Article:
Getting a firearm licence while underaged
In last month’s issue I discussed the matter of renewal of a competency certificate in terms of the Firearms Control Act (FCA), Act 60 of 2000. This article focuses on the minimum age of applicants for firearms licences.
The FCA stipulates that a person must firstly obtain a competency certificate in terms of Section 9, before he can apply for a firearm licence. Section 9 reads as follows:
9(1): “An application for a competency certificate to possess a firearm... must be delivered to the Designated Firearms Officer responsible for the area in which the applicant ordinary resides or in which the applicant’s business is or will be situated, as the case may be.
9(2): Where a person has not previously obtained a competency certificate, a competency certificate may only be issued to such person if he is 21 years or older on the day the application is received by the Designated Firearm Officer…”
It’s therefore clear, in terms of the FCA, that a person must be 21 years old or older before he can apply for a competency certificate and then for a firearm licence. However, there are certain circumstances where the abovementioned age restriction doesn’t apply. In this regard I’m going to refer you to Section 9(5) of the FCA which reads as follows:
9(5)(a): “Despite subsection 9(2)(a), the Registrar may allow a person under the age of 21 years to apply for a competency certificate if there are compelling reasons which require the person to obtain a competency certificate or a licence to possess a firearm.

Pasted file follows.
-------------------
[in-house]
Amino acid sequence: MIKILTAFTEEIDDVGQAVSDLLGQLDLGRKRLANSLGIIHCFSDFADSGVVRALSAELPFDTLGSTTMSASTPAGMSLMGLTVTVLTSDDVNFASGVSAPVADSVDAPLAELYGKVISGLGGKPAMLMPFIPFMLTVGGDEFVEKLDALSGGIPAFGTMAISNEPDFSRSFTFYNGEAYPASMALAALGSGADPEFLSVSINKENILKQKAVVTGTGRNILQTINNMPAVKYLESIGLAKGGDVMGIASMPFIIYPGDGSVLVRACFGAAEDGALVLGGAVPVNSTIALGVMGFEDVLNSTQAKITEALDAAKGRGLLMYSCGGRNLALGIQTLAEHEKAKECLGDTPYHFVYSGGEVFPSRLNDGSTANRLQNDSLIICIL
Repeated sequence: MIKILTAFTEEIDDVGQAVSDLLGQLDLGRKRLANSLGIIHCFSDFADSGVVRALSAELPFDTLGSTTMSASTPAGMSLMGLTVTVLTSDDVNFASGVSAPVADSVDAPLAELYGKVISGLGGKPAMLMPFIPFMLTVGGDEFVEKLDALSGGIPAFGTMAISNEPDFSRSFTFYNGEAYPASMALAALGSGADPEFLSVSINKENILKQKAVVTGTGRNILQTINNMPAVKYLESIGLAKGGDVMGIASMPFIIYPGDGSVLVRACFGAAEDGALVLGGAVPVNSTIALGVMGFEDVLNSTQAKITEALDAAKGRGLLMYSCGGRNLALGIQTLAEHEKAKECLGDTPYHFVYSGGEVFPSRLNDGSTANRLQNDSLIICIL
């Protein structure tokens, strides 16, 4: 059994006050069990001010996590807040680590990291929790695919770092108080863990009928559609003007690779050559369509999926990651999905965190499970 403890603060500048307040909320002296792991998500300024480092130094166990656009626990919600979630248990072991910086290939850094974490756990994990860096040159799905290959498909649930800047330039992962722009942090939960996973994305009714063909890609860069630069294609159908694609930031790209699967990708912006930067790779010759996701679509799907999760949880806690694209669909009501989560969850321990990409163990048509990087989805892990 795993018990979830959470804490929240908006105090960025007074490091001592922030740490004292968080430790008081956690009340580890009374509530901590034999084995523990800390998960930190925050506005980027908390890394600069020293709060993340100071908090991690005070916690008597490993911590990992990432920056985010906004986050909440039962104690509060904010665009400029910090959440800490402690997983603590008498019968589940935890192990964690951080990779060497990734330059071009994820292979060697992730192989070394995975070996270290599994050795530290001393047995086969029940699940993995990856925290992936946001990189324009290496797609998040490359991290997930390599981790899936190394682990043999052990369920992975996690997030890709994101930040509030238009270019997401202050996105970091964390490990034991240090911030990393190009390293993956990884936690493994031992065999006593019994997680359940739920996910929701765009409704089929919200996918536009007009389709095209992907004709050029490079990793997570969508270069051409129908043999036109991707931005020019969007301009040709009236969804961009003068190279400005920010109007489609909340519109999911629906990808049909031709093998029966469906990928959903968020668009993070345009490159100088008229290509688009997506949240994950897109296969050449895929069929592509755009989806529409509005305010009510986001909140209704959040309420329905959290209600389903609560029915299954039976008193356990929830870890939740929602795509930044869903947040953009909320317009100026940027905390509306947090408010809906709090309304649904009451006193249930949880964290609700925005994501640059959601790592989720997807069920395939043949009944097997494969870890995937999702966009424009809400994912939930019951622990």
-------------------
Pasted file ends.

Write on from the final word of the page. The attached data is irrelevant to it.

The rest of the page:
( b): Compelling reasons contemplated in paragraph (a) may include the fact that the applicant: • Conducts a business • Is gainfully employed • Is a Dedicated Hunter • Is a Dedicated Sports Person • Is a private collector.”
The purpose of this subsection is to accommodate appli cants under the age of 21 to obtain a competency certificate and eventually a firearm licence, provided that one or more of the abovementioned compelling reasons are present.
Let’s focus on the “dedicated statuses”. What does “dedicated” status mean and what steps need to be followed before an association/organisation can grant “dedicated” status to an individual? The answer is quite simple: One should join an accredited association such as the SA Hunters and Game Conservation Association (SAHGCA) and comply with their internal rules which are the following: • Becomeamemberof SAHGCA. • Complete the Dedicated Hunter’s and/or Dedicated Sports Person courses (you can attend both courses, or just one of them). • After the successful completion of the course/courses and the required paperwork, the necessary dedicated certificate(s) will be issued to you. It’s important to note that one has to be at least 16 before you can attend these courses. Once you are in possession of the Dedicated Hunter or Dedicated Sports Person certificate and you are younger than 21, you can apply for a competency certificate. Upon receiving it, you can apply for a firearm licence.
Nowhere in the FCA does the legislator mention that one has to be 21 to obtain a firearm licence. The Act only mentions that one has to be 21 before you can get a competency certificate. Once you have a valid competency certificate, you can apply for a firearm licence irrespective of your age.
To summarise: If you are under the age of 21, but already a keen hunter or sport shooter, join a recognised organisation such as the SAHGCA and attend their courses to get dedicated status.
After receiving your dedicated certificates apply for your competency certificate and then for a firearm licence.
Safe sport shooting and hunting!